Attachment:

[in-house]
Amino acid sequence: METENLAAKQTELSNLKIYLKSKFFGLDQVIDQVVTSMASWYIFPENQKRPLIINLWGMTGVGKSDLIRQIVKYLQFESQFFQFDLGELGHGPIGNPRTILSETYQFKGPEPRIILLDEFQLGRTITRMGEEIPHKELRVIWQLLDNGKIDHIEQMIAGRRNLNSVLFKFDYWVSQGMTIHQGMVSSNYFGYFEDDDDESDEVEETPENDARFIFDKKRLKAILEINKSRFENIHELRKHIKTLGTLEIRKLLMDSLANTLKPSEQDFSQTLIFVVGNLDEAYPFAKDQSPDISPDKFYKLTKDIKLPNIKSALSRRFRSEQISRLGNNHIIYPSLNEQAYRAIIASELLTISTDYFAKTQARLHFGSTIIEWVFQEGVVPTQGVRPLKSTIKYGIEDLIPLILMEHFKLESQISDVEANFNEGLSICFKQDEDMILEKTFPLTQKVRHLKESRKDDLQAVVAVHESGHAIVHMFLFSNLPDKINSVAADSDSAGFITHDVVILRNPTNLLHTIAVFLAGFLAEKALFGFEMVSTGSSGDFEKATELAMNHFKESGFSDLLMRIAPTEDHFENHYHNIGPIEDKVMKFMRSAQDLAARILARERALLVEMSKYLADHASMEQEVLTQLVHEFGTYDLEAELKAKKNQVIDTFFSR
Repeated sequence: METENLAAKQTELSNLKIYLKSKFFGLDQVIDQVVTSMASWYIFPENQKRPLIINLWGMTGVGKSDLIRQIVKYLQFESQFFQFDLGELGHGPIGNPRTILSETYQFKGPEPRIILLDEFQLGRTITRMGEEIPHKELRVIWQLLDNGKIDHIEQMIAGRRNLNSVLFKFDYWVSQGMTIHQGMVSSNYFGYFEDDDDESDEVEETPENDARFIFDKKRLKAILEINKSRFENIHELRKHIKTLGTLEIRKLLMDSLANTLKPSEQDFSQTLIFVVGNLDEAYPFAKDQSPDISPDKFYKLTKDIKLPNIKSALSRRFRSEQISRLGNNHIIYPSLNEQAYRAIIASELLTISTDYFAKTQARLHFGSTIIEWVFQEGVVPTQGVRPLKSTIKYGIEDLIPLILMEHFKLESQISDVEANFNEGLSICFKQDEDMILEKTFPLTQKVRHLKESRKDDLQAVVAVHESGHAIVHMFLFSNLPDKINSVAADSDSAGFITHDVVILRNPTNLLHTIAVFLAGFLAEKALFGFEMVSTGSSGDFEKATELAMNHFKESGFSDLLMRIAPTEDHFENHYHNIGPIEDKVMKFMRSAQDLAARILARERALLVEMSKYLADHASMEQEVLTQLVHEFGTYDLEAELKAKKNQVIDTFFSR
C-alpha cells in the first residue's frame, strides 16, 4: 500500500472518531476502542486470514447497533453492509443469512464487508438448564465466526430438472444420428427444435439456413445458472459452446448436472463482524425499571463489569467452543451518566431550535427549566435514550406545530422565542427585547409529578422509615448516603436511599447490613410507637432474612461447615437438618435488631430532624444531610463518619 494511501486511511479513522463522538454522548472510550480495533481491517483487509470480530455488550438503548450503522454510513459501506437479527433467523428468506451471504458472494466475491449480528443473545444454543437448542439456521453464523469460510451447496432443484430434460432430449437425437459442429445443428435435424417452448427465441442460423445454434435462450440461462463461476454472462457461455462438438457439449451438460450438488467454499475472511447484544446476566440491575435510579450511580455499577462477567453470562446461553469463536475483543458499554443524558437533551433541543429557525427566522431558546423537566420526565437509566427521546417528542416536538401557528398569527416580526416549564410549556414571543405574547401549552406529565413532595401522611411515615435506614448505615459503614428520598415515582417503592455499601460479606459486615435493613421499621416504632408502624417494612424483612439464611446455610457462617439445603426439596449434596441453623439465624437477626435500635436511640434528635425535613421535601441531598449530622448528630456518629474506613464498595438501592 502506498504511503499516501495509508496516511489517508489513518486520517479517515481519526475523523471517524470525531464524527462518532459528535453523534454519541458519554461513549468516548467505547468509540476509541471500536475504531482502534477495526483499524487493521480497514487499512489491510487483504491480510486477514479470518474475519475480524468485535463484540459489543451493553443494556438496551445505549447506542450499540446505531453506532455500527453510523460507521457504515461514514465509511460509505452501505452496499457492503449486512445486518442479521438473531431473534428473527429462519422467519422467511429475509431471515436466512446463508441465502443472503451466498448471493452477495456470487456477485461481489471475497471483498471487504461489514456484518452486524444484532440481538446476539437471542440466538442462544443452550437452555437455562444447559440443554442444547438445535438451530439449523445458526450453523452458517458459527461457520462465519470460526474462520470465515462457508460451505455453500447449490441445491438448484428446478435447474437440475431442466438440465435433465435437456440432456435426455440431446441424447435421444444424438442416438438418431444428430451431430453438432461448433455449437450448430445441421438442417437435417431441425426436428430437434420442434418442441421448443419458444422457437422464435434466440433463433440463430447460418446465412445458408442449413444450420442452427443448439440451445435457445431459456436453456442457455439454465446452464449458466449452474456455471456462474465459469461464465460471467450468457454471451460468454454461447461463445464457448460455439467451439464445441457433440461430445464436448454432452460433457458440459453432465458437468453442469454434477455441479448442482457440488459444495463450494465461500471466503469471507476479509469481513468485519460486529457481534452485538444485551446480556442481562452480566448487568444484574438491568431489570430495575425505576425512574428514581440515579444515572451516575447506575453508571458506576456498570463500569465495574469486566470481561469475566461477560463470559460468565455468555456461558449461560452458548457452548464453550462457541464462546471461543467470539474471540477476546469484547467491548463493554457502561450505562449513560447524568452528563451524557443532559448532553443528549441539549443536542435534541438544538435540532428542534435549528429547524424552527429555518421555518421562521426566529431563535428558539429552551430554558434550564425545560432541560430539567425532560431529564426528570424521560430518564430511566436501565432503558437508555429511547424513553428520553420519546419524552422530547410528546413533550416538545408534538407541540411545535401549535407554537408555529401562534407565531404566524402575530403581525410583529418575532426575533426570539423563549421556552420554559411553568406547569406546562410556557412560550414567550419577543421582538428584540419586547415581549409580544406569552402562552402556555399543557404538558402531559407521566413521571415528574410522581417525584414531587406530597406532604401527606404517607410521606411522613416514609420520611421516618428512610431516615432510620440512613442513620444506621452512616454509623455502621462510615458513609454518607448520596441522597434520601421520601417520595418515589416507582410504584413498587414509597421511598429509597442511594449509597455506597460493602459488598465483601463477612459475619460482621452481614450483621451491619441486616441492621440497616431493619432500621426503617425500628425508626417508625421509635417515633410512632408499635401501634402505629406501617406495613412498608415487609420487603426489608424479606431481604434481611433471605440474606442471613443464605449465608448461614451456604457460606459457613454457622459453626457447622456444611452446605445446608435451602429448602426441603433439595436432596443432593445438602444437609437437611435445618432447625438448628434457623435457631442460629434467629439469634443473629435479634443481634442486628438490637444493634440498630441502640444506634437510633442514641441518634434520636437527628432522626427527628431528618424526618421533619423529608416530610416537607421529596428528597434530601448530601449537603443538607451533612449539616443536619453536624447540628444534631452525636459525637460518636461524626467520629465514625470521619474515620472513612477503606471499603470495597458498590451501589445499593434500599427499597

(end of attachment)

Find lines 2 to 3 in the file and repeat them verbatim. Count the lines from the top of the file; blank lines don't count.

Amino acid sequence: METENLAAKQTELSNLKIYLKSKFFGLDQVIDQVVTSMASWYIFPENQKRPLIINLWGMTGVGKSDLIRQIVKYLQFESQFFQFDLGELGHGPIGNPRTILSETYQFKGPEPRIILLDEFQLGRTITRMGEEIPHKELRVIWQLLDNGKIDHIEQMIAGRRNLNSVLFKFDYWVSQGMTIHQGMVSSNYFGYFEDDDDESDEVEETPENDARFIFDKKRLKAILEINKSRFENIHELRKHIKTLGTLEIRKLLMDSLANTLKPSEQDFSQTLIFVVGNLDEAYPFAKDQSPDISPDKFYKLTKDIKLPNIKSALSRRFRSEQISRLGNNHIIYPSLNEQAYRAIIASELLTISTDYFAKTQARLHFGSTIIEWVFQEGVVPTQGVRPLKSTIKYGIEDLIPLILMEHFKLESQISDVEANFNEGLSICFKQDEDMILEKTFPLTQKVRHLKESRKDDLQAVVAVHESGHAIVHMFLFSNLPDKINSVAADSDSAGFITHDVVILRNPTNLLHTIAVFLAGFLAEKALFGFEMVSTGSSGDFEKATELAMNHFKESGFSDLLMRIAPTEDHFENHYHNIGPIEDKVMKFMRSAQDLAARILARERALLVEMSKYLADHASMEQEVLTQLVHEFGTYDLEAELKAKKNQVIDTFFSR
Repeated sequence: METENLAAKQTELSNLKIYLKSKFFGLDQVIDQVVTSMASWYIFPENQKRPLIINLWGMTGVGKSDLIRQIVKYLQFESQFFQFDLGELGHGPIGNPRTILSETYQFKGPEPRIILLDEFQLGRTITRMGEEIPHKELRVIWQLLDNGKIDHIEQMIAGRRNLNSVLFKFDYWVSQGMTIHQGMVSSNYFGYFEDDDDESDEVEETPENDARFIFDKKRLKAILEINKSRFENIHELRKHIKTLGTLEIRKLLMDSLANTLKPSEQDFSQTLIFVVGNLDEAYPFAKDQSPDISPDKFYKLTKDIKLPNIKSALSRRFRSEQISRLGNNHIIYPSLNEQAYRAIIASELLTISTDYFAKTQARLHFGSTIIEWVFQEGVVPTQGVRPLKSTIKYGIEDLIPLILMEHFKLESQISDVEANFNEGLSICFKQDEDMILEKTFPLTQKVRHLKESRKDDLQAVVAVHESGHAIVHMFLFSNLPDKINSVAADSDSAGFITHDVVILRNPTNLLHTIAVFLAGFLAEKALFGFEMVSTGSSGDFEKATELAMNHFKESGFSDLLMRIAPTEDHFENHYHNIGPIEDKVMKFMRSAQDLAARILARERALLVEMSKYLADHASMEQEVLTQLVHEFGTYDLEAELKAKKNQVIDTFFSR